Evidence for Recent Solid-State Convection on Europa: The Nature of Pits, Domes, Spots, and Ridges

J. W. Head, R. T. Pappalardo (Brown Univ.), R. Greeley, R. J. Sullivan (ASU), C. Pilcher (NASA HQ), G. Schubert, W. Moore (UCLA), M. Carr (USGS Menlo Park), J. Moore (NASA Ames), M. Belton (NOAO)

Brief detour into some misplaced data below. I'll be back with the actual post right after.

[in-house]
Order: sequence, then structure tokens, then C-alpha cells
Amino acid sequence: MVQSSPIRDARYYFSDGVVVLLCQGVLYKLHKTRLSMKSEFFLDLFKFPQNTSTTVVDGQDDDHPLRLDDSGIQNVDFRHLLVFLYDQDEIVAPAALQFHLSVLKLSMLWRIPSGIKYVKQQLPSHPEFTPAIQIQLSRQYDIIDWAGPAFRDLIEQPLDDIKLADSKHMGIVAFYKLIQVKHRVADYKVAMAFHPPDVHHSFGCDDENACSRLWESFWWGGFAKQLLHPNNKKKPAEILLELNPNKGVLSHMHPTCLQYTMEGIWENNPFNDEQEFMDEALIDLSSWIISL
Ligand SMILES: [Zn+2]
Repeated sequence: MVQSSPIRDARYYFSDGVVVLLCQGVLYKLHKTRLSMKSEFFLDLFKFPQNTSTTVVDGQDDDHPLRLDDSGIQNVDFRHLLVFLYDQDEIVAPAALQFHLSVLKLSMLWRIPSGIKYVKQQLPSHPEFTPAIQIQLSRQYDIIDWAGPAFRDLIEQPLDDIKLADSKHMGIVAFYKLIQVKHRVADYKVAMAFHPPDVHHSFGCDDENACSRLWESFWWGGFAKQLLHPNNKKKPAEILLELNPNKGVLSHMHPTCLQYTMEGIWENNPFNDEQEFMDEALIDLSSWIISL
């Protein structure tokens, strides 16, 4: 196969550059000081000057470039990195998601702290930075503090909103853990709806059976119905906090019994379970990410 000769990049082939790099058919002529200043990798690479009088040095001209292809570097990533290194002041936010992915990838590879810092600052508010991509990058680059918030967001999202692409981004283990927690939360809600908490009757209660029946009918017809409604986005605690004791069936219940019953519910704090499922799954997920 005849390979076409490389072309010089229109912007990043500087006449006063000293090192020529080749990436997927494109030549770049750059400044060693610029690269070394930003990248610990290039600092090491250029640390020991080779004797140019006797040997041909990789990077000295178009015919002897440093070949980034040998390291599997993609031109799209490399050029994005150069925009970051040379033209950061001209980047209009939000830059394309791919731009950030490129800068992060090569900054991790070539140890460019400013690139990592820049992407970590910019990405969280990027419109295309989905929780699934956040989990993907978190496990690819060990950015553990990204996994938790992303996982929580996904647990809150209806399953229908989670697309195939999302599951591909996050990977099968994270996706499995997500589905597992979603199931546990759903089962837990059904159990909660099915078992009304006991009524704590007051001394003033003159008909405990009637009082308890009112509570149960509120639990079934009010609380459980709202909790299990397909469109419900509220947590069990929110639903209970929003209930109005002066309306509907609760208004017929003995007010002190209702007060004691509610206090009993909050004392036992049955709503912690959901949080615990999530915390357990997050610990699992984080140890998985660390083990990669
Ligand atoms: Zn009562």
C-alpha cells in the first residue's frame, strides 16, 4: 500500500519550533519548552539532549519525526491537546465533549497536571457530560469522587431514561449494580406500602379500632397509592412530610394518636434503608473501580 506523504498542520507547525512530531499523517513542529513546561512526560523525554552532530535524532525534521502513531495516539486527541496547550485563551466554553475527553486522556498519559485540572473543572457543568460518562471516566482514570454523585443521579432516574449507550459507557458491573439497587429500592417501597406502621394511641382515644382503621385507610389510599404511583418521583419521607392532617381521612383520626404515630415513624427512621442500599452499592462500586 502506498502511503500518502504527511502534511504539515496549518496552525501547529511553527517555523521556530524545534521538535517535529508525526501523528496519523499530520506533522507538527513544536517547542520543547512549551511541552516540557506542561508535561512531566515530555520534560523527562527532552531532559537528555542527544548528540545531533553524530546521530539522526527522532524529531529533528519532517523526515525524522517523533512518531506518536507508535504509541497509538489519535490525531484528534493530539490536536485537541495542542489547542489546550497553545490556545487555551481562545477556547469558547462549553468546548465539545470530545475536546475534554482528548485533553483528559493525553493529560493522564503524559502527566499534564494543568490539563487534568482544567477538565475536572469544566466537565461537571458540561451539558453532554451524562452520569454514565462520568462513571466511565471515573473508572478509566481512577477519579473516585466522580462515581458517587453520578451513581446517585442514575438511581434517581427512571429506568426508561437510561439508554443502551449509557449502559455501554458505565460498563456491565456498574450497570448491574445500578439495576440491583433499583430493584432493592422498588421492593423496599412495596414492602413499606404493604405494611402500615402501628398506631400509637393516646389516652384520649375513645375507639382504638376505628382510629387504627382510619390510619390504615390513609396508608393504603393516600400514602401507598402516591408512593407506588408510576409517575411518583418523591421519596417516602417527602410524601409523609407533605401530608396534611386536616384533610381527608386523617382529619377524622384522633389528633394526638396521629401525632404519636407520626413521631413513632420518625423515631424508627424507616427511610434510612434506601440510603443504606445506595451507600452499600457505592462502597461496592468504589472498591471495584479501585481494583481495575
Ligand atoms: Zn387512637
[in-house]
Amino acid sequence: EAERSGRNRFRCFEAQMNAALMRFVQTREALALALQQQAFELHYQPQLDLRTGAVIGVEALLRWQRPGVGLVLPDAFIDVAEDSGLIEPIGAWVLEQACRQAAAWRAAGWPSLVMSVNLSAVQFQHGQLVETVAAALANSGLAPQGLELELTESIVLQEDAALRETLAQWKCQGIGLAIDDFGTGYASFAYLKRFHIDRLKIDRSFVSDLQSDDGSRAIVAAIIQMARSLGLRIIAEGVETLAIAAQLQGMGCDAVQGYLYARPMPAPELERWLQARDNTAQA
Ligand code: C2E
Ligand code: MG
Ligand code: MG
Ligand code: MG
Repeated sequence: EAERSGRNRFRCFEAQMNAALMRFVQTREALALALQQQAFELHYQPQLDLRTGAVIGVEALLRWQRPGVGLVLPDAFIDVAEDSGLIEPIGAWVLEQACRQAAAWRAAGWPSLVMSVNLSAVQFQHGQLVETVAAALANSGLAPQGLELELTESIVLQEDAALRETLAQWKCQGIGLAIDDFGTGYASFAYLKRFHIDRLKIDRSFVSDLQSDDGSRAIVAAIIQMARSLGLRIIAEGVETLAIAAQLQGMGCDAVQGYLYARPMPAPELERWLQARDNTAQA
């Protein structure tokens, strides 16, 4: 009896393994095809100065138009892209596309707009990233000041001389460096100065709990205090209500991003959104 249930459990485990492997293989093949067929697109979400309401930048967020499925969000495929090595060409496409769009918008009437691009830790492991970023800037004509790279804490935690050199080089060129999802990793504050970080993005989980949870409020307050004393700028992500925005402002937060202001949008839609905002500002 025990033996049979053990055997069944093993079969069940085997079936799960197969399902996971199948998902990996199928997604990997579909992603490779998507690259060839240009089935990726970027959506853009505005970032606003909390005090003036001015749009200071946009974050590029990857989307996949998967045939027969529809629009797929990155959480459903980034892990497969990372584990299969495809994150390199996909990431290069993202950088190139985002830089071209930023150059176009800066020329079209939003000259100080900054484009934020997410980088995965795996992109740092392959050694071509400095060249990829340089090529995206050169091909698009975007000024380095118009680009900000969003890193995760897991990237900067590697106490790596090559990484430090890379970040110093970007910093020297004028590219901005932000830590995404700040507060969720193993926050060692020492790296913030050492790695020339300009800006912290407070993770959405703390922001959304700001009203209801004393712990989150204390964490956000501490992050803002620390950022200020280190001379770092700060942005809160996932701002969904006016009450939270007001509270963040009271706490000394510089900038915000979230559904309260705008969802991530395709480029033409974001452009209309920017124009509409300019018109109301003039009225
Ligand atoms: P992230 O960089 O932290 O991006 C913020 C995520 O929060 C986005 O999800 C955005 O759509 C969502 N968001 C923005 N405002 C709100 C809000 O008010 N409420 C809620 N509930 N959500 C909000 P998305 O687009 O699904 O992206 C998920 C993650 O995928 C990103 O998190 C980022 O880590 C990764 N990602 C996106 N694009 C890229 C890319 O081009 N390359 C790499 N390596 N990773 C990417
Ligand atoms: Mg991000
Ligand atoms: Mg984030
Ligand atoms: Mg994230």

At high resolution Galileo imaging of a portion of Jupiter's satellite Europa reveals that its late-stage geology is dominated by circular to elliptical pits, domes, and dark spots about 7-15 km across, spaced from 5 to 20 km apart, as well as a larger region of chaotic terrain. A sequence of increasing surface disruption appeas to be represented by these features. Domes provide evidence for upwarping and deformation of the preexisting surface, pits commonly show chaotic texture suggestive of collapse, and spots are suggestive of localized extrusion and/or thermal alteration of the surface. The morphology and structure of these features, their areal density, and the interpreted associated vertical motion, localized heat, and magmatism suggests that they are the manifestation of relatively warm subsurface diapirs. Ridges and triple bands on Europa also show evidence for formation and modification by upbowing of material from below, and the array of ridge morphologies can be arranged in a possible evolutionary sequence. A possible mechanism for their formation is solid-state convection of Europa's icy shell, which is predicted theoretically if the ice is sufficiently thick and underlain by a warm layer, such as liquid water. Estimates for likely effective ice viscosity suggest that solid-state convection would initiate in a Europan ice shell of about 7 km thickness. This scale is similar to the observed spacing of pits, domes, and spots, consistent with a thermal convection origin for these surface features. Longer fractures related to tidal deformation may also initiate linear diapirism.